Why are we talking about this? Because after the individual mandate installed by the Affordable Care Act (ACA)—which required a majority of Americans to enroll in some form of health insurance or pay a fine—was eliminated in 2017, senators and some states have been arguing about the validity of the ACA. Certain states now want the ACA overturned, because the claim is that removing just one part makes the entire law null and void. A Supreme Court hearing is scheduled for November 10, 2020.

So, what is at stake and will an ACA repeal impact health care access and affordability? This is what the ACA promised:

  • Health insurance exchanges
  • Medicaid expansion
  • Preexisting conditions protection
  • No out-of-pocket (OOP) costs for preventive care, including free vaccination
  • Extension of dependent care till 26 years
  • Reduction in prescription drug costs for beneficiaries
  • Essential health benefits
  • Marketplace premium subsidies

What Will Happen If the ACA Is Repealed?

According to the Robert Wood Johnson Foundation (RWJF), 20 million people are at risk of losing coverage if the ACA is overturned. The most affected would be:

  •  Low-wage workers
  • Young adults (under 26) on their parents’ insurance plan
  • Nonelderly adults without a college degree

Minorities could see an increase in uninsured rate. If the law had been repealed in 2019, nonelderly Hispanics would have seen a 10% rise in uninsured rate (21% to 31%) and the uninsured rate among nonelderly blacks would have doubled (from 11% to 20%).

Pre-existing condition protections: Provisions within the ACA imposed cost-sharing limits and included essential health benefits—these can be a huge relief for individuals with chronic conditions such as diabetes, cardiovascular conditions, arthritis, etc., because it assures them of comprehensive coverage. A pre-existing condition is defined by health plans as an illness or an injury that a person has prior to enrolling in a new health plan. While President Trump issued an executive order that assures healthcare coverage for individuals with pre-existing conditions, it may not mean much if the law is repealed.

Marketplace premium subsidies: The ACA created health insurance exchanges (also called the health insurance marketplace) in each state as a place for individuals, families, and small businesses to enroll in affordable health insurance. While the exchanges did face some upheaval, with insurers pulling out or offering short-term plans that had minimal coverage, premiums stabilized and even declined in 2019 and 2020, according to the RWJF analysis. The advantages of this marketplace included:

  • Over 10 million insured
  • Subsidized premiums
  • Comprehensive coverage benefits
  • Protection against extreme OOP costs

The marketplace is an ideal option for employees whose workplace does not offer insurance or those who are unemployed and seeking health coverage. Overturning the ACA would leave these individuals and their families in limbo—an estimated 9.5 million workers (many in low-wage occupations positions) and 5.2 million family members gained health coverage via the marketplace and Medicaid expansion between 2010 and 2015.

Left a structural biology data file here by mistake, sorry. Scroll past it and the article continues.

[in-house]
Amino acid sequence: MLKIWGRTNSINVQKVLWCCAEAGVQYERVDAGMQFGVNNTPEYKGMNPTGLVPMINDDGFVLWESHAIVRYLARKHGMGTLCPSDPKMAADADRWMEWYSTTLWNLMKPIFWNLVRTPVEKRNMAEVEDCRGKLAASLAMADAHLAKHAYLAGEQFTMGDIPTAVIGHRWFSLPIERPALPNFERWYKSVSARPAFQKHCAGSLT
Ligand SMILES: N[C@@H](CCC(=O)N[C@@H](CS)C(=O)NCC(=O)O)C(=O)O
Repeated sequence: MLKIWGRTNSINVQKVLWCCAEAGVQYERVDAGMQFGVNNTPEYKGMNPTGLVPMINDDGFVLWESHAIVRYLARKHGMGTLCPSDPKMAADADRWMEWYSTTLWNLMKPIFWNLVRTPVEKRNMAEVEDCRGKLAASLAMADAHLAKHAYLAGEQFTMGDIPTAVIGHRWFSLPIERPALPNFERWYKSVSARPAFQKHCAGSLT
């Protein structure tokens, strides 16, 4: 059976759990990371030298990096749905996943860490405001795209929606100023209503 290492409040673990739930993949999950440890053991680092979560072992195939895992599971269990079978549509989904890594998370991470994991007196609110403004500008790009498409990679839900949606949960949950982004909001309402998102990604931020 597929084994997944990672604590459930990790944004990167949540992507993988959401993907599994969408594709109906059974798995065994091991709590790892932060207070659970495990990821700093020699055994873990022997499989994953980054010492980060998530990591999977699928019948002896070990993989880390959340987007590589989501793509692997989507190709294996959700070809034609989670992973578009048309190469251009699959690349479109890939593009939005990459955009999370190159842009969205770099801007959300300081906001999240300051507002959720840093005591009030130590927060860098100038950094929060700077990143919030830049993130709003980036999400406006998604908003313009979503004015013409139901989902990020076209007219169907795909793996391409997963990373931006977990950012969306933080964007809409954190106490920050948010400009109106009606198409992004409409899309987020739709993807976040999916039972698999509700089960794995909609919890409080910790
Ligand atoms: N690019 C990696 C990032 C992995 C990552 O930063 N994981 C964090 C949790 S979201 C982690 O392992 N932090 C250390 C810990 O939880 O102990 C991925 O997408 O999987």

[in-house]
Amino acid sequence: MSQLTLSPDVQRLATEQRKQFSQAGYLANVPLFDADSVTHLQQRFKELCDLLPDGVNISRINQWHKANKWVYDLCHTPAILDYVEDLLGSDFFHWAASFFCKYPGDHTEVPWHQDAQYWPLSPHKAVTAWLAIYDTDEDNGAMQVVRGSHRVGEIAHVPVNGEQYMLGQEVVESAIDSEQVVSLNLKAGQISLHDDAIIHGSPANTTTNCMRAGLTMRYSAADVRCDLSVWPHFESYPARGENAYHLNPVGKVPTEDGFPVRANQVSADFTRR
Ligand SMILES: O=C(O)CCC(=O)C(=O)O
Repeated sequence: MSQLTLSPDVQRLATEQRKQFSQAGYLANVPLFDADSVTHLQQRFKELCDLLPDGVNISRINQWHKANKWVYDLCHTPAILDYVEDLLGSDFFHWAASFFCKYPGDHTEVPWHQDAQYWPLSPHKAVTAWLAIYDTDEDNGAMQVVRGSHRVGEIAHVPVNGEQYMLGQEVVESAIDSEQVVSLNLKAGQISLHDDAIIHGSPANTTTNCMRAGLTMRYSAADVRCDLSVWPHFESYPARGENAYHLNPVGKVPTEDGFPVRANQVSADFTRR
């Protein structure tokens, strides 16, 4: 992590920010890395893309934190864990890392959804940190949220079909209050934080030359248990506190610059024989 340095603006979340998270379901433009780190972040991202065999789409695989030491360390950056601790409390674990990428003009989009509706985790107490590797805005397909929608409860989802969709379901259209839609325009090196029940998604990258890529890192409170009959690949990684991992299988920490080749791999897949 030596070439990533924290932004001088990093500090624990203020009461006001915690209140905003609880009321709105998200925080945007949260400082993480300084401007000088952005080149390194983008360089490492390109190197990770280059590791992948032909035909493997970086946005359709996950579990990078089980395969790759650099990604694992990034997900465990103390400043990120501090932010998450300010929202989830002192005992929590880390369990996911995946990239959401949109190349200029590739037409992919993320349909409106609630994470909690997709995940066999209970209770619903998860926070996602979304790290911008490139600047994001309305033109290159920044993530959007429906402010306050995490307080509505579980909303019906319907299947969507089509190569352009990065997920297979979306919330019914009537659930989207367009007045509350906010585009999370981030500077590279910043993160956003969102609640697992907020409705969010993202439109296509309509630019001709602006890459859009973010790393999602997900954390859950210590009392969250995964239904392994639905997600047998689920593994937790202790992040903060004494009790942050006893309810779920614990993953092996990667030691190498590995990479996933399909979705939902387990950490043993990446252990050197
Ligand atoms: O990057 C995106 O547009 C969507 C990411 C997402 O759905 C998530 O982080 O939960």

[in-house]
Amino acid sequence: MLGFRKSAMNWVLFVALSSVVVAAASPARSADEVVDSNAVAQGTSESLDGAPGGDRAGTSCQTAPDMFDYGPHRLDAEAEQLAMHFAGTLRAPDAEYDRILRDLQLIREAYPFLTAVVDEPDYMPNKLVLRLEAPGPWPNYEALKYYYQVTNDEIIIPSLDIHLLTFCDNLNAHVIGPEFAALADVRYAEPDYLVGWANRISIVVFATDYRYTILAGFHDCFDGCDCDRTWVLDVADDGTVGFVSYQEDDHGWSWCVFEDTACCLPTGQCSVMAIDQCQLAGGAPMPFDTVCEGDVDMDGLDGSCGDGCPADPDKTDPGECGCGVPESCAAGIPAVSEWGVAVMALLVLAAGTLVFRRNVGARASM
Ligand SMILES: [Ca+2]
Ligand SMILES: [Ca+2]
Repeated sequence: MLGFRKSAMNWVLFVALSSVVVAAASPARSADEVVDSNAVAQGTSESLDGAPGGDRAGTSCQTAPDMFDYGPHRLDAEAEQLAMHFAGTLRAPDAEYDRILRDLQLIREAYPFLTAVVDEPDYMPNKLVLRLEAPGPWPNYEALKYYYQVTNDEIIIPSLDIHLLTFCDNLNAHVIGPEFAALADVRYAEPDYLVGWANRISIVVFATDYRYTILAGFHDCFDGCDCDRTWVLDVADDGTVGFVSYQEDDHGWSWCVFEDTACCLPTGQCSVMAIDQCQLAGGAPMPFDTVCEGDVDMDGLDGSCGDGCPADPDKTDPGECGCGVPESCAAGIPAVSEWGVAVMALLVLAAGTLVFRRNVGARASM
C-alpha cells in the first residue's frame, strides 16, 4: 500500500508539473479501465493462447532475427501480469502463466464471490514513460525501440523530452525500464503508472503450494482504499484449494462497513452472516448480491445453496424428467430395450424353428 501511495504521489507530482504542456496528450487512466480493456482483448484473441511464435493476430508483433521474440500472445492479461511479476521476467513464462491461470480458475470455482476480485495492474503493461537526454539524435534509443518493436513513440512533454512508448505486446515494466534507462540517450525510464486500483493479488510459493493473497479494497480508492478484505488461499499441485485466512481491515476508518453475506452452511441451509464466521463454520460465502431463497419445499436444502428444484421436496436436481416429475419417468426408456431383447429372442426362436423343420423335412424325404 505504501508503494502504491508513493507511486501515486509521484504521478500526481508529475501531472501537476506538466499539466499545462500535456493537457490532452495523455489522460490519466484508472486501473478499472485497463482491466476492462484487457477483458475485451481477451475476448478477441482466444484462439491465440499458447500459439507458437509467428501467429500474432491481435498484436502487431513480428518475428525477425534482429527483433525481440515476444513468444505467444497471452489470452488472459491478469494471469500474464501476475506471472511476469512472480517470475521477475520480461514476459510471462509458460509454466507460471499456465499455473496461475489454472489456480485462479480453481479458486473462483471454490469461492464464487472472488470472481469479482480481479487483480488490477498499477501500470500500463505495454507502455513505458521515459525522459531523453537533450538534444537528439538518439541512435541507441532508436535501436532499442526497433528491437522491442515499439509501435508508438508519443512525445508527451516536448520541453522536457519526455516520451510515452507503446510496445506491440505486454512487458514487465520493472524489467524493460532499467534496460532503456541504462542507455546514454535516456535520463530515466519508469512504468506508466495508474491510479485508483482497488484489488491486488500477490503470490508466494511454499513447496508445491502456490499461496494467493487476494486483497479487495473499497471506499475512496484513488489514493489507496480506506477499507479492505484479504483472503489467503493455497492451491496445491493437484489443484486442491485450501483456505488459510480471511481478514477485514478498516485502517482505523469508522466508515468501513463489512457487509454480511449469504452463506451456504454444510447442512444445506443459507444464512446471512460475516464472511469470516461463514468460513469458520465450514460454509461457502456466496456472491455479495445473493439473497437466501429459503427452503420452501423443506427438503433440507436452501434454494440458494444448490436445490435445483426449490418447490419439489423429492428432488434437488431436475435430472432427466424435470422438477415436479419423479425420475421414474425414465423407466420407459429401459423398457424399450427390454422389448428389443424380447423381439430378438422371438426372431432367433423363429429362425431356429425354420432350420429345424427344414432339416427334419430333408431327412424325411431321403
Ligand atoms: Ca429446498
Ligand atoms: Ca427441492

Essential health benefits: Under the ACA, all individual and small group health plans sold through, and outside, the exchanges had to provide minimal essential benefits to all enrollees with no cap on annual or lifetime spending. These benefits include:

  • Hospitalization
  • Ambulatory services (visits to doctors and other healthcare professionals and outpatient hospital care)
  • Emergency services
  • Maternity and newborn care
  • Services to treat mental health disorders and problems with substance abuse
  • Prescription drugs
  • Laboratory tests
  • Preventive services
  • Pediatric services for children, including dental and vision care
  • Rehabilitative and “habilitative” services

Loss of such comprehensive coverage could lead to patients delaying necessary care because it may be unaffordable.

Medicaid expansion: Widening the eligibility for Medicaid enrollment led to low uninsured rates among low-income populations in several states. It also improved access to care, utilization of medical services, made care affordable, and created financial security for low-income populations. While research is yet to confirm the financial impact of Medicaid expansion at the federal level, state budgets logged savings and hospitals saw a reduction in uncompensated care. By 2015, Medicaid saw a $5 million revenue increase per hospital and uncompensated care reduced by $3.2 million per hospital.

Extension of dependent care till 26 years: This provision of the ACA was built in to address the high uninsurance rate among the young adult population. After the law took effect in 2010, the number of uninsured young adults:

  • Fell by 29% in the moderate-income group and 61% in the high-income group by 2013
  • Fell by 22% by 2014 among low-income young adults after Medicaid expansion

Overall, uninsurance among young adults saw a 37% drop by 2014. Overturning the ACA can negatively impact the insurance rate among the younger population.

COVID-19 and the ACA

With many businesses shutting down or laying off employees during the COVID-19 pandemic, the U.S. unemployment rate has sky-rocketed, making the ACA healthcare exchanges and Medicaid expansion even more significant. Lack of health insurance, if the ACA is struck down and people lose coverage, could impede contact tracing because people may hide their illness and may not get tested out of fear of care costs.

This is the reality facing our nation in the coming months. 

 The information in this article was researched and summarized by Surabhi Dangi-Garimella, Ph.D., Principal, SDG AdvoHealth, LLC. Improving patient access is our mission and we are happy to utilize a variety of experts to carry that out.